Climate Change Is Putting Fragile North Atlantic Coral Populations At Risk

2016-12-01T10:36:35+00:00 December 1, 2016|
A close-up of the scleractinian coral Lophelia pertusa at approximately 450 m depth. (Credit: NOAA Ocean Explorer)

(Click to enlarge) A close-up of the scleractinian coral Lophelia pertusa at approximately 450 m depth. (Credit: NOAA Ocean Explorer)

We already know that climate change-induced rise in ocean temperature and acidity has killed at least a quarter of the corals in the northern and central parts of Australia’s Great Barrier Reef. It turns out these aren’t the only corals bearing the brunt of global warming.

(From International Business Times / by Avaneesh Pandey)– In a new study published in the latest edition of the journal Royal Society Open Science, a team of researchers revealed that deep-sea corals in the North Atlantic Ocean are now under threat from climate change-caused rise in average winter temperatures in Western Europe.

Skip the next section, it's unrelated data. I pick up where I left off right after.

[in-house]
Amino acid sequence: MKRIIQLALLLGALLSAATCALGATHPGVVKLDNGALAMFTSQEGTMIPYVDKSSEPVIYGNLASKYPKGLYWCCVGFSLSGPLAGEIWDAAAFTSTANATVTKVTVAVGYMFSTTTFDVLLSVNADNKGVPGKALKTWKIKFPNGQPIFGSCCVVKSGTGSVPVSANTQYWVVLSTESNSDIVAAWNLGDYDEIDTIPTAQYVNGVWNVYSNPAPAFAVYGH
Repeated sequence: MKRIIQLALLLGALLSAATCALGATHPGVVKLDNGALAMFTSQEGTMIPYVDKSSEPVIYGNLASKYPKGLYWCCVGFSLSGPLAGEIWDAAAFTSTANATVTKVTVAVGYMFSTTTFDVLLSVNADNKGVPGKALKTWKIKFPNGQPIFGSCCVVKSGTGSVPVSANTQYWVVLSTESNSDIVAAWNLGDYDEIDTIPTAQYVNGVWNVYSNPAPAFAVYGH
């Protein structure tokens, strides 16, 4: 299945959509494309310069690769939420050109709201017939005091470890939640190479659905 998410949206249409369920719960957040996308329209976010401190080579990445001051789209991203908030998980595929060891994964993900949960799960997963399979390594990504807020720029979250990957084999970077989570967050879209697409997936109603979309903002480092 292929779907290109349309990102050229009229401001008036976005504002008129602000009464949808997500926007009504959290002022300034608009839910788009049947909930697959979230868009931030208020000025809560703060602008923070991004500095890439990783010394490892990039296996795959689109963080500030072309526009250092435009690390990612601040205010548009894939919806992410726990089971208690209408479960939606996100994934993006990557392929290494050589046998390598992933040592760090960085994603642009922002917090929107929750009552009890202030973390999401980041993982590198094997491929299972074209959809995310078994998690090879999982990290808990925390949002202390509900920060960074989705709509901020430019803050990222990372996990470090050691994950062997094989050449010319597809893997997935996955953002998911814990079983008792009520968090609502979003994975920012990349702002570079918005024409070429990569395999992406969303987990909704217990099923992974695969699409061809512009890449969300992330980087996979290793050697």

The researchers focused on the cold-water coral Lophelia pertusa — a species whose population is maintained by tiny, fragile coral larvae that drift and swim hundreds of miles on ocean currents. Using computer simulations that incorporated the effects of changing ocean currents, they found that changes in weather conditions — especially during winters — could drive larvae away from the weakly connected protected marine areas established to safeguard coral populations.
 
“We can’t track larvae in the ocean, but what we know about their behavior allows us to simulate their epic journeys, predicting which populations are connected and which are isolated,” lead researcher Alan Fox from the University of Edinburgh’s School of Geosciences said in a statement. “In less well connected coral networks, populations become isolated and cannot support each other, making survival and recovery from damage more difficult.”